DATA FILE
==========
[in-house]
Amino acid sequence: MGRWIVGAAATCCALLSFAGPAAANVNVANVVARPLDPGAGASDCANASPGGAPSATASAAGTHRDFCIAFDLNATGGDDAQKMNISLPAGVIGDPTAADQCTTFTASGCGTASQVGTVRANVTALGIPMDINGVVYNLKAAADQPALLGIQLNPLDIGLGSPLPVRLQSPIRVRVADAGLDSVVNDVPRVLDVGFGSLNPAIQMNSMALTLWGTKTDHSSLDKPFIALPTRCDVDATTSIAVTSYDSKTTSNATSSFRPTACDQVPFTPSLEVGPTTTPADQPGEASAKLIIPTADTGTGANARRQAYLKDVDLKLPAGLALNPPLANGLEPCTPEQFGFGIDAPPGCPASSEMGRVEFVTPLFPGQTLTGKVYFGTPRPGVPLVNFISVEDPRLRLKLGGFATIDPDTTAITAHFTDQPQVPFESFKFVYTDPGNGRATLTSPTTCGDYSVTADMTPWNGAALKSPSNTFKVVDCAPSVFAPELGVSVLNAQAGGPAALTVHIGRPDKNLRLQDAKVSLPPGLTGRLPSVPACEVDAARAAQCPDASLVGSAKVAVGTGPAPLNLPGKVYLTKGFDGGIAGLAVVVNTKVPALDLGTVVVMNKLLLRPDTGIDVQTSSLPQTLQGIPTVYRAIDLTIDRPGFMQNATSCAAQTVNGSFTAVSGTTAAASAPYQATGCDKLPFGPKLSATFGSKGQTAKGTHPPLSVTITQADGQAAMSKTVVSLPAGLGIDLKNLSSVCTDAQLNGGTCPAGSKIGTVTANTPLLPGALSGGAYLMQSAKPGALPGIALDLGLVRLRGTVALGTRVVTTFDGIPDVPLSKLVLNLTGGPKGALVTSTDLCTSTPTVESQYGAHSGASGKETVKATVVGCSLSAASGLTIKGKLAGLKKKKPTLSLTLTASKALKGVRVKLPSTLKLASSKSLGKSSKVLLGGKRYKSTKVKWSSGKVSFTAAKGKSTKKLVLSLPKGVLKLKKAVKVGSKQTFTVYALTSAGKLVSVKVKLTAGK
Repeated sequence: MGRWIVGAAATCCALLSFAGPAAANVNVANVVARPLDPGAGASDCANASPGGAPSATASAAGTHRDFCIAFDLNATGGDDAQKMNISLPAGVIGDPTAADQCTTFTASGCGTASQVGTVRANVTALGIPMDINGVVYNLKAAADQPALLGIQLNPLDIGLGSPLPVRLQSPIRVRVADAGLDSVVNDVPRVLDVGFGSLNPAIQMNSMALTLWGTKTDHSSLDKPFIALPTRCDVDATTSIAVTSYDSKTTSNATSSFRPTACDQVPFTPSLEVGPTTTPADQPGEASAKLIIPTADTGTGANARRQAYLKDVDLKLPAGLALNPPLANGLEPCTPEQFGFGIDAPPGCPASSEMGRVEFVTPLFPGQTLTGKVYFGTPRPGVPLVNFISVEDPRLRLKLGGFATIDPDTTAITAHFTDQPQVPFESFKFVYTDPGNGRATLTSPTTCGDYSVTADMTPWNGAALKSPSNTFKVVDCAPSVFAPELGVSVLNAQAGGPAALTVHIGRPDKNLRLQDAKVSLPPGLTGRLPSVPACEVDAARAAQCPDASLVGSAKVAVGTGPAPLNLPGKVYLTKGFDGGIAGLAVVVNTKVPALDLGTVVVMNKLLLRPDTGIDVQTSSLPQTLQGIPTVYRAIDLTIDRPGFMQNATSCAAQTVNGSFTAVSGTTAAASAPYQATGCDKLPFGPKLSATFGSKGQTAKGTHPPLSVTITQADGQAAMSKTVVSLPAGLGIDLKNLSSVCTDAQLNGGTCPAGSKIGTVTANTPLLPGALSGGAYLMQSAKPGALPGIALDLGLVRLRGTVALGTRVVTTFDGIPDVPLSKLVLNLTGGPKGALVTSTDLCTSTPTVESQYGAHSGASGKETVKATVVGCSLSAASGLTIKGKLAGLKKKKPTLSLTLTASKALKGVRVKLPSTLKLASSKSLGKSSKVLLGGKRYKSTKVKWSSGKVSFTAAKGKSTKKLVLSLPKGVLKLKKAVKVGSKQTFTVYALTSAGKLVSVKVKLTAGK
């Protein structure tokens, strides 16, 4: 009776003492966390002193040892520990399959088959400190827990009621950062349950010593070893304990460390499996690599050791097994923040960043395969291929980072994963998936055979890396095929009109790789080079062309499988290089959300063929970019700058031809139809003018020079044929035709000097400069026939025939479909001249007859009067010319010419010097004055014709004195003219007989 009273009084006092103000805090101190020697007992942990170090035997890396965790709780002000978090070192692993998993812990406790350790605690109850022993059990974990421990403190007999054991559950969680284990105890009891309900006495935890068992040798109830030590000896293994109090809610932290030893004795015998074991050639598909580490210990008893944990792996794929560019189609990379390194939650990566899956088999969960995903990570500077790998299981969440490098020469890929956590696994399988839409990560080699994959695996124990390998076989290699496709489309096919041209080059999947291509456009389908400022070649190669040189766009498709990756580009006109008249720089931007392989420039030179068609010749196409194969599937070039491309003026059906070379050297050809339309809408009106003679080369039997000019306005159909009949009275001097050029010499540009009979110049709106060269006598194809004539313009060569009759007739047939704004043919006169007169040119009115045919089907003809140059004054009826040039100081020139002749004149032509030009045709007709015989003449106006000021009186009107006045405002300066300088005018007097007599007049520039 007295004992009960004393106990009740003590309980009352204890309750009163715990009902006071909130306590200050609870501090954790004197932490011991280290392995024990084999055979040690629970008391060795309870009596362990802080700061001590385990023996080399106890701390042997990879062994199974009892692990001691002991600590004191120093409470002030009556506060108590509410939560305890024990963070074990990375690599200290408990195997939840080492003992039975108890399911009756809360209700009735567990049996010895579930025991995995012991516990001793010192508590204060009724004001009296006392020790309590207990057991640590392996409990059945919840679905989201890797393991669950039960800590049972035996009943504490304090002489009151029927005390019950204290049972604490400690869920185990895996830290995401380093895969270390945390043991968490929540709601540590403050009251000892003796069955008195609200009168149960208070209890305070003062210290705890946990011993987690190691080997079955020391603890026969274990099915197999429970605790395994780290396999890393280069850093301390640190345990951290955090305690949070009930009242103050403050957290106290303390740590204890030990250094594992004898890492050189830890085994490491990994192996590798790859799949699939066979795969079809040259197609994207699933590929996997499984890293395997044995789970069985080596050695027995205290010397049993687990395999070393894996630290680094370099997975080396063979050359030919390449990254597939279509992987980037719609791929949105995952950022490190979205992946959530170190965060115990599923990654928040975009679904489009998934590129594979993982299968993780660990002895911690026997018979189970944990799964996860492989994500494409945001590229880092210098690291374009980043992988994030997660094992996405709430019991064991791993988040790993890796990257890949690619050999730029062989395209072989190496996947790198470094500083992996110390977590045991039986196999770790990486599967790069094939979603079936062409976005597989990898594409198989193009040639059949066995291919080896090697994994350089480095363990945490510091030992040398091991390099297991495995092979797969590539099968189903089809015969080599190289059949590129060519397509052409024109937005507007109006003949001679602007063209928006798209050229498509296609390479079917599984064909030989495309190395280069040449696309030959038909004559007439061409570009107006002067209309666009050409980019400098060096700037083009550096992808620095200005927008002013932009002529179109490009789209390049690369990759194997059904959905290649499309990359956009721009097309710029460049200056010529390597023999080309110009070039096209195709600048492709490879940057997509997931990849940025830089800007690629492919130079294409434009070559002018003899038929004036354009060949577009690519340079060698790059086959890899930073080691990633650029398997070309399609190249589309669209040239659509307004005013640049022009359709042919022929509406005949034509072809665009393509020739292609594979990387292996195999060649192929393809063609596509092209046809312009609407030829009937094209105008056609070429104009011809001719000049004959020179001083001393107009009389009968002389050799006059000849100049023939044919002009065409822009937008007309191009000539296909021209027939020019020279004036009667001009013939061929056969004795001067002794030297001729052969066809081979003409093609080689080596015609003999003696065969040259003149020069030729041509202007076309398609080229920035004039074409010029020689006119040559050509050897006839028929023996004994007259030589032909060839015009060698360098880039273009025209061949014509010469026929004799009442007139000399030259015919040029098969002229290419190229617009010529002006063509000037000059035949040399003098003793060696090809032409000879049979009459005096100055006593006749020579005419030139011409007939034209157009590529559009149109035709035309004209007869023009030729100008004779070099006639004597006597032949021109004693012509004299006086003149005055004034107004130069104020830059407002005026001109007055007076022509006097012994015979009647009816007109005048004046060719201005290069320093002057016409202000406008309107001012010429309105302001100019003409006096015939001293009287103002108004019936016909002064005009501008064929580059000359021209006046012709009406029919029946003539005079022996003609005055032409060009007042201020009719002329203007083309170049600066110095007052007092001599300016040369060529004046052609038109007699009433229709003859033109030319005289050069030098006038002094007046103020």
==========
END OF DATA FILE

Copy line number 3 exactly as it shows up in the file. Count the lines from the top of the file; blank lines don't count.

Repeated sequence: MGRWIVGAAATCCALLSFAGPAAANVNVANVVARPLDPGAGASDCANASPGGAPSATASAAGTHRDFCIAFDLNATGGDDAQKMNISLPAGVIGDPTAADQCTTFTASGCGTASQVGTVRANVTALGIPMDINGVVYNLKAAADQPALLGIQLNPLDIGLGSPLPVRLQSPIRVRVADAGLDSVVNDVPRVLDVGFGSLNPAIQMNSMALTLWGTKTDHSSLDKPFIALPTRCDVDATTSIAVTSYDSKTTSNATSSFRPTACDQVPFTPSLEVGPTTTPADQPGEASAKLIIPTADTGTGANARRQAYLKDVDLKLPAGLALNPPLANGLEPCTPEQFGFGIDAPPGCPASSEMGRVEFVTPLFPGQTLTGKVYFGTPRPGVPLVNFISVEDPRLRLKLGGFATIDPDTTAITAHFTDQPQVPFESFKFVYTDPGNGRATLTSPTTCGDYSVTADMTPWNGAALKSPSNTFKVVDCAPSVFAPELGVSVLNAQAGGPAALTVHIGRPDKNLRLQDAKVSLPPGLTGRLPSVPACEVDAARAAQCPDASLVGSAKVAVGTGPAPLNLPGKVYLTKGFDGGIAGLAVVVNTKVPALDLGTVVVMNKLLLRPDTGIDVQTSSLPQTLQGIPTVYRAIDLTIDRPGFMQNATSCAAQTVNGSFTAVSGTTAAASAPYQATGCDKLPFGPKLSATFGSKGQTAKGTHPPLSVTITQADGQAAMSKTVVSLPAGLGIDLKNLSSVCTDAQLNGGTCPAGSKIGTVTANTPLLPGALSGGAYLMQSAKPGALPGIALDLGLVRLRGTVALGTRVVTTFDGIPDVPLSKLVLNLTGGPKGALVTSTDLCTSTPTVESQYGAHSGASGKETVKATVVGCSLSAASGLTIKGKLAGLKKKKPTLSLTLTASKALKGVRVKLPSTLKLASSKSLGKSSKVLLGGKRYKSTKVKWSSGKVSFTAAKGKSTKKLVLSLPKGVLKLKKAVKVGSKQTFTVYALTSAGKLVSVKVKLTAGK